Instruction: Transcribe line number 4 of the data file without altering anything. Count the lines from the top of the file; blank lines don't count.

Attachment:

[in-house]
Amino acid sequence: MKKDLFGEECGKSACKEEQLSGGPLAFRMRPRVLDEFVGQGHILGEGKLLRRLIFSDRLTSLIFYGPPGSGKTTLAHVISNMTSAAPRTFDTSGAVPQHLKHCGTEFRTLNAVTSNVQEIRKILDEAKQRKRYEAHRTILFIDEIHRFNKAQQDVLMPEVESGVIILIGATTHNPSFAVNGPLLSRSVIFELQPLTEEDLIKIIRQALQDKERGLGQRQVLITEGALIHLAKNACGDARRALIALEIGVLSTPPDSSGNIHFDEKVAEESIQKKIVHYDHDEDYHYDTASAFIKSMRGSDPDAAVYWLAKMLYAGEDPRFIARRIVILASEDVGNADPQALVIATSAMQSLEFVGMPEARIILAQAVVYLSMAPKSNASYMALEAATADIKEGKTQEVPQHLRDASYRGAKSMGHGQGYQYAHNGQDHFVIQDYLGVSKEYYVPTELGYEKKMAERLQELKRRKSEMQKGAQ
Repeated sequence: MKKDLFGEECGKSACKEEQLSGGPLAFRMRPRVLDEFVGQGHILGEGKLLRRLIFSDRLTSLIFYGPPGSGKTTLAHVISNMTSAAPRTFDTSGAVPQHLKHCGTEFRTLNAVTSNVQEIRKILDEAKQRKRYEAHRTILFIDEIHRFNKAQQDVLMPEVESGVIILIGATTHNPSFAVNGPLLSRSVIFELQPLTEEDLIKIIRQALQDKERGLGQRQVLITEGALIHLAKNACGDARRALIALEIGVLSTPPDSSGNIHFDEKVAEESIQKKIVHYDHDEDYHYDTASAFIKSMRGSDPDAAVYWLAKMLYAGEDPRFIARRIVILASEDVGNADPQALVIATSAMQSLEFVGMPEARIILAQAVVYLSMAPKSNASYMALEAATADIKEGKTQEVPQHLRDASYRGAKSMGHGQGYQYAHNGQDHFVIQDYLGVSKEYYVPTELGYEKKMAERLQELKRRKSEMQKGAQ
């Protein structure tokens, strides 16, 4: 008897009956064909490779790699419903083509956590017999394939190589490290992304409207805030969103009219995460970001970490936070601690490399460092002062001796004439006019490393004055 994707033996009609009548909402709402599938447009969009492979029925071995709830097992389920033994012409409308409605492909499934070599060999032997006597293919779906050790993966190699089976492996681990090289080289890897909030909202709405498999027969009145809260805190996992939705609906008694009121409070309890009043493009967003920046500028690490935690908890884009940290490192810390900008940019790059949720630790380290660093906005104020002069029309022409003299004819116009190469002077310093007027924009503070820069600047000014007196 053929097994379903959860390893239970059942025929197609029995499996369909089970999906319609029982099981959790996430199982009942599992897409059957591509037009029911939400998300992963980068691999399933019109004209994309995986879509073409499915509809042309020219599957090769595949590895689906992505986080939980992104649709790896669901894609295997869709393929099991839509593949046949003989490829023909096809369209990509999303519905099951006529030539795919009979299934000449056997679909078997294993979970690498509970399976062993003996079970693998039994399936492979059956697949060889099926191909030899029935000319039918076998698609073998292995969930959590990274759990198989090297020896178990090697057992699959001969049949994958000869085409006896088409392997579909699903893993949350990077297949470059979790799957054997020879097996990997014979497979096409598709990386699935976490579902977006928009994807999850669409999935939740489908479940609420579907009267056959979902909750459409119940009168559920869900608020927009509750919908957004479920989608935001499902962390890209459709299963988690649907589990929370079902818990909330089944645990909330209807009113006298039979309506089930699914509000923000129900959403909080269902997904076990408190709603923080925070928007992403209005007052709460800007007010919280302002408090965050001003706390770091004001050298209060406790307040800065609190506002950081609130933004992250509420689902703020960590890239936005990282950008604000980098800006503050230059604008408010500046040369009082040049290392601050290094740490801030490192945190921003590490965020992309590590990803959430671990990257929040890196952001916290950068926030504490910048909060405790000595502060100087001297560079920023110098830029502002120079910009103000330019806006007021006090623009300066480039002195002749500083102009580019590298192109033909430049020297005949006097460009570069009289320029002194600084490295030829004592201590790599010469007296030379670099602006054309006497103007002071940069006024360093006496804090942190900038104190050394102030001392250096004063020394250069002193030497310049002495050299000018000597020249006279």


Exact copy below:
């Protein structure tokens, strides 16, 4: 008897009956064909490779790699419903083509956590017999394939190589490290992304409207805030969103009219995460970001970490936070601690490399460092002062001796004439006019490393004055 994707033996009609009548909402709402599938447009969009492979029925071995709830097992389920033994012409409308409605492909499934070599060999032997006597293919779906050790993966190699089976492996681990090289080289890897909030909202709405498999027969009145809260805190996992939705609906008694009121409070309890009043493009967003920046500028690490935690908890884009940290490192810390900008940019790059949720630790380290660093906005104020002069029309022409003299004819116009190469002077310093007027924009503070820069600047000014007196 053929097994379903959860390893239970059942025929197609029995499996369909089970999906319609029982099981959790996430199982009942599992897409059957591509037009029911939400998300992963980068691999399933019109004209994309995986879509073409499915509809042309020219599957090769595949590895689906992505986080939980992104649709790896669901894609295997869709393929099991839509593949046949003989490829023909096809369209990509999303519905099951006529030539795919009979299934000449056997679909078997294993979970690498509970399976062993003996079970693998039994399936492979059956697949060889099926191909030899029935000319039918076998698609073998292995969930959590990274759990198989090297020896178990090697057992699959001969049949994958000869085409006896088409392997579909699903893993949350990077297949470059979790799957054997020879097996990997014979497979096409598709990386699935976490579902977006928009994807999850669409999935939740489908479940609420579907009267056959979902909750459409119940009168559920869900608020927009509750919908957004479920989608935001499902962390890209459709299963988690649907589990929370079902818990909330089944645990909330209807009113006298039979309506089930699914509000923000129900959403909080269902997904076990408190709603923080925070928007992403209005007052709460800007007010919280302002408090965050001003706390770091004001050298209060406790307040800065609190506002950081609130933004992250509420689902703020960590890239936005990282950008604000980098800006503050230059604008408010500046040369009082040049290392601050290094740490801030490192945190921003590490965020992309590590990803959430671990990257929040890196952001916290950068926030504490910048909060405790000595502060100087001297560079920023110098830029502002120079910009103000330019806006007021006090623009300066480039002195002749500083102009580019590298192109033909430049020297005949006097460009570069009289320029002194600084490295030829004592201590790599010469007296030379670099602006054309006497103007002071940069006024360093006496804090942190900038104190050394102030001392250096004063020394250069002193030497310049002495050299000018000597020249006279």